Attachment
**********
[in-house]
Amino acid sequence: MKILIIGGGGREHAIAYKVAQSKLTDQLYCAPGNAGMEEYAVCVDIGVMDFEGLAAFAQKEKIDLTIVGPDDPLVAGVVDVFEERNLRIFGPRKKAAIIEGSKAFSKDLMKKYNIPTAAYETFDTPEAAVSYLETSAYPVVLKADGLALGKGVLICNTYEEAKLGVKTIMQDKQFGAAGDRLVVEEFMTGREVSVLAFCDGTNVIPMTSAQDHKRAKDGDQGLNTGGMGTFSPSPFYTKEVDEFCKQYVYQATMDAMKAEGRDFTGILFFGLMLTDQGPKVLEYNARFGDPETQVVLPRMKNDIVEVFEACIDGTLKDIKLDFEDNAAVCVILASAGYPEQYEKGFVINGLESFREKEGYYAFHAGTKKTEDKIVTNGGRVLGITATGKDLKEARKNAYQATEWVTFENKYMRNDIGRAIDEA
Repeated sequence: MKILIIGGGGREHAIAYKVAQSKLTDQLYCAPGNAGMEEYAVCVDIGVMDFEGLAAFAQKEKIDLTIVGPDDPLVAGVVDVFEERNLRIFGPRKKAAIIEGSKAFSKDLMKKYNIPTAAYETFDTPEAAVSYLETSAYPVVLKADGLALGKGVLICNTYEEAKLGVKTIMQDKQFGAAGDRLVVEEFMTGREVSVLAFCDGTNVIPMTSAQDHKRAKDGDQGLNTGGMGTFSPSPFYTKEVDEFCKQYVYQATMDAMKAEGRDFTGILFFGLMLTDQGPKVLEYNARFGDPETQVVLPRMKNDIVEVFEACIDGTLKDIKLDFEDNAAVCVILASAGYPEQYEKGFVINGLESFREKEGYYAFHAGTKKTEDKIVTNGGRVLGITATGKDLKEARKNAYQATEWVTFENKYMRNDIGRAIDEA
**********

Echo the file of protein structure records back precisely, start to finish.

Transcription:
[in-house]
Amino acid sequence: MKILIIGGGGREHAIAYKVAQSKLTDQLYCAPGNAGMEEYAVCVDIGVMDFEGLAAFAQKEKIDLTIVGPDDPLVAGVVDVFEERNLRIFGPRKKAAIIEGSKAFSKDLMKKYNIPTAAYETFDTPEAAVSYLETSAYPVVLKADGLALGKGVLICNTYEEAKLGVKTIMQDKQFGAAGDRLVVEEFMTGREVSVLAFCDGTNVIPMTSAQDHKRAKDGDQGLNTGGMGTFSPSPFYTKEVDEFCKQYVYQATMDAMKAEGRDFTGILFFGLMLTDQGPKVLEYNARFGDPETQVVLPRMKNDIVEVFEACIDGTLKDIKLDFEDNAAVCVILASAGYPEQYEKGFVINGLESFREKEGYYAFHAGTKKTEDKIVTNGGRVLGITATGKDLKEARKNAYQATEWVTFENKYMRNDIGRAIDEA
Repeated sequence: MKILIIGGGGREHAIAYKVAQSKLTDQLYCAPGNAGMEEYAVCVDIGVMDFEGLAAFAQKEKIDLTIVGPDDPLVAGVVDVFEERNLRIFGPRKKAAIIEGSKAFSKDLMKKYNIPTAAYETFDTPEAAVSYLETSAYPVVLKADGLALGKGVLICNTYEEAKLGVKTIMQDKQFGAAGDRLVVEEFMTGREVSVLAFCDGTNVIPMTSAQDHKRAKDGDQGLNTGGMGTFSPSPFYTKEVDEFCKQYVYQATMDAMKAEGRDFTGILFFGLMLTDQGPKVLEYNARFGDPETQVVLPRMKNDIVEVFEACIDGTLKDIKLDFEDNAAVCVILASAGYPEQYEKGFVINGLESFREKEGYYAFHAGTKKTEDKIVTNGGRVLGITATGKDLKEARKNAYQATEWVTFENKYMRNDIGRAIDEA